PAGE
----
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Oh, Great, the New Dune Screenplay Is Finished. Yay?

Dune author Frank Herbert’s son Brian announced that the screenplay for the latest attempt to bring his father’s 1965 blockbuster novel to the big screen is complete, and—no. I’m sorry. I can’t do this. I cannot pretend to care about this Dune adaptation, or, frankly, about Dune.

Look, in my mind, Dune is basically cursed as a literary thing that just really doesn’t translate onto the screen. By all accounts, as a family-focused interplanetary space opera with lots of psychics and sex and battles and giant fearsome worms to ride, it should do just fine; it should play out like Star Wars with, somehow, even more pathos.

Yet the history of Dune in movie form seems damned: David Lynch was so unhappy with the final version of the 1984 film that he wrote and directed that he distanced himself from the project thereafter; the last time I saw his Dune aired, the movie was credited to director “Alan Smithee,” a pseudonym directors use when they don’t want to be associated with the finished work.

Roger Ebert called Lynch’s Dune the worst film of the year, writing, “This movie is a real mess, an incomprehensible, ugly, unstructured, pointless excursion into the murkier realms of one of the most confusing screenplays of all time.” And Lynch’s Dune emerged after many, many other previous attempts at productions had guttered and gone out.

Since Lynch’s now-fabled Dune disaster, the book has remained a property that people are convinced still needs to be filmed. Directors Peter Berg and Pierre Morel were both attached to more recent Dune movie projects that collapsed. The Syfy channel had more success with their miniseries adaptations Frank Herbert’s Dune and Children of Dune, which won high ratings but did not gain the series any particular foothold among people who were not already dedicated science fiction fans. Tor.com called the miniseries “The Most Okay Adaptation of the Book to Date,” which feels like damning with faint praise, or, at least, not the highest of bars to clear.

So fans of Dune (and there are a lot of fans of Dune) were rightfully thrilled when director Denis Villeneuve (Arrival, Blade Runner 2049) signed on to the most recent incarnation of a Dune movie. Villeneuve clearly knows how to tell a science fiction story, or at least make them look good. The screenplay for his Dune appears to be some kind of collaboration, according to Syfy, between screenwriter Eric Roth (Forrest Gump), Brian Herbert, and Kevin J. Anderson (who have cowritten prequels to Frank Herbert’s original Dune books). These are some writers who know Dune well and can likely deliver a faithful adaptation! Yet the fact remains that Dune‘s decades-long resistance to cinematic translation might just mean it’s not fated to play out well onscreen. And that should be okay.

I know that this is going to be an incredibly unpopular opinion, but I don’t love Dune. The pacing of the first novel is wildly varying, and a lot of the big themes that make it an Important Work—grappling with clashing cultures, environmentalism, imperialism, messianic prophecies, gender politics and more—don’t necessarily lend themselves to easily scripted scenes, nor easily readable ones.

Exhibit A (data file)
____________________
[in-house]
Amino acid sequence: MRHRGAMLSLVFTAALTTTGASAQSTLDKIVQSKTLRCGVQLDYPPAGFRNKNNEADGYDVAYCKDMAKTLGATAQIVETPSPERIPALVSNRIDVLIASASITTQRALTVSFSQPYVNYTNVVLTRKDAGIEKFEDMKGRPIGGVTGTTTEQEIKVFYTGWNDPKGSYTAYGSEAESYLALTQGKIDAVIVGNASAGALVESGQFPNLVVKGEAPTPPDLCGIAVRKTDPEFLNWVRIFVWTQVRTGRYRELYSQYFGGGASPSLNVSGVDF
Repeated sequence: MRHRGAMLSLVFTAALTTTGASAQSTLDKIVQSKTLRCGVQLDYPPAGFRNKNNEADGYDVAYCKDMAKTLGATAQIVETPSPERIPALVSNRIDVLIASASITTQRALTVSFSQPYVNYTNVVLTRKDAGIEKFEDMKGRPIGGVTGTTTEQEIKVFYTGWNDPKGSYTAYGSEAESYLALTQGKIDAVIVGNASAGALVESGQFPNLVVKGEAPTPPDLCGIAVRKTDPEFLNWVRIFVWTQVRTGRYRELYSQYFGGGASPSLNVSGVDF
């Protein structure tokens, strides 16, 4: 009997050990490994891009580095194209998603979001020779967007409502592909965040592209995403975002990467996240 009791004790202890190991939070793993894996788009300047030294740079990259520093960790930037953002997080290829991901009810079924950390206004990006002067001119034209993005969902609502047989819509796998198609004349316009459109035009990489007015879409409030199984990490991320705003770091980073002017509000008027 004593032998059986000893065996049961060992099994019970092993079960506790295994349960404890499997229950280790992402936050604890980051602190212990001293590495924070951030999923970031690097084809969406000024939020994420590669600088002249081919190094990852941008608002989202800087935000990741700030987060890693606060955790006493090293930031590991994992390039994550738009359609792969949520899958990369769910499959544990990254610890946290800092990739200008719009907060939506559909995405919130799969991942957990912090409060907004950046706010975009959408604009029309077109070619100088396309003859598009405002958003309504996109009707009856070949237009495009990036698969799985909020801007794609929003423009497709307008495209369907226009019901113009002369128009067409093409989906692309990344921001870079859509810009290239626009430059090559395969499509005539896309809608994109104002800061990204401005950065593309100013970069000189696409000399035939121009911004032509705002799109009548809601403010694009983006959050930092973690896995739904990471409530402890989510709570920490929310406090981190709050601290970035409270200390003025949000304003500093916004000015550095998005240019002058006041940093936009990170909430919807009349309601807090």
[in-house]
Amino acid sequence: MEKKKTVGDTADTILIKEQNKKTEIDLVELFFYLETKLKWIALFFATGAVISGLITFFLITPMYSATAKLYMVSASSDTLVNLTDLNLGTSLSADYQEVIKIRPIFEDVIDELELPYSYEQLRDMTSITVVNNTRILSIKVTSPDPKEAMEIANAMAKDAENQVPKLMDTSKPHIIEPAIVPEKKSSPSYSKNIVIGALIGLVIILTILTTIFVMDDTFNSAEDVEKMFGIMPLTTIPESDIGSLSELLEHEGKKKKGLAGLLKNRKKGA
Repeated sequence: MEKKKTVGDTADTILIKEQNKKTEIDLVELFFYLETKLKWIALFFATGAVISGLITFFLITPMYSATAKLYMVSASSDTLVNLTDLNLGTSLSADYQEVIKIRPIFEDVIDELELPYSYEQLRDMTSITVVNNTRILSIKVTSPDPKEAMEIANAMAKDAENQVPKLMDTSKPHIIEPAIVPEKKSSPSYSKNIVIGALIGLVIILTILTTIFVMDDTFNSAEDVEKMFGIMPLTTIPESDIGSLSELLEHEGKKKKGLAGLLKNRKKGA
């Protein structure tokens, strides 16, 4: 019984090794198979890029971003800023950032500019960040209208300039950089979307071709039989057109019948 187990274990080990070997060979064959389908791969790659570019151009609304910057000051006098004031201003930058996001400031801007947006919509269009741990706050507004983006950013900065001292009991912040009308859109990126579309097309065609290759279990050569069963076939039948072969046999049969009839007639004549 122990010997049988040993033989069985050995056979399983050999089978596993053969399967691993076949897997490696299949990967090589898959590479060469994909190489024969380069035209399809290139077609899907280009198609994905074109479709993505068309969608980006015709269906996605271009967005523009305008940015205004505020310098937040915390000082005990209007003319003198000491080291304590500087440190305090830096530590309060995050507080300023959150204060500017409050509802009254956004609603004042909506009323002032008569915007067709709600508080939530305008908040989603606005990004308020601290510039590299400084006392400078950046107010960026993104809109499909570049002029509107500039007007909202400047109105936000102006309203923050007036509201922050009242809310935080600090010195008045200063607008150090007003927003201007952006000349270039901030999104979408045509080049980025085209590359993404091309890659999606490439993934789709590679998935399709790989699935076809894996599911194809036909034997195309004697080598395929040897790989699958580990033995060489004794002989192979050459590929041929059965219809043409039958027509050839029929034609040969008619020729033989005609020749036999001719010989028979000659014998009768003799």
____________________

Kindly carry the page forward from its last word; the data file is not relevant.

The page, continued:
And while several friends that I adore are going to now unfriend me, when I finally read Dune I found it boring and dense, lacking any kind of empathy or warmth or reason to care about it at all. I thought the writing ungraceful, the characters unsympathetic, and the plot painfully foreshadowed and predictable. This take on “why Frank Herbert’s Dune sucks” made me feel like I was at least not alone in the universe, because my own distaste for Dune seems so wildly contrasted with the adoration and affection many people whose taste I otherwise trust seem to have.

I don’t know; maybe I came to Dune too late and would have merrily joined the bandwagon when I was 12. I’m ready for you to tell me all the reasons why I am wrong in the comments; disliking Dune unmoors me as a science fiction fan. I am grateful for its influence in cementing science fiction as a genre with a broad readership, and for helping to inspire many later books and movies that I love. But appreciating Dune‘s cultural impact does not mean that I can regard it as a masterpiece of fiction.

Some of you are thinking: hey, Kaila, lay off, people can like different things, why do you have to care about this movie at all? And you are right, of course. But it feels wasteful to me that so much time and energy and money and resources will go into yet another attempt at telling this tale that has already had so many chances. Meanwhile, there is a galaxy of bold new books featuring every kind of diversity and messages we need to hear in our more modern world that will go unadapted.

Even if I was the Dune fangirl that I wish I could be, I think I would maintain a considerable amount of trepidation about these plans for Denis Villeneuve’s Dune. The history of on-screen Dunes relates that this is a story that struggles to be told, and may not need to be told at all. I wish they had let sleeping sandworms lie.

(via Syfy, image: Universal Pictures)

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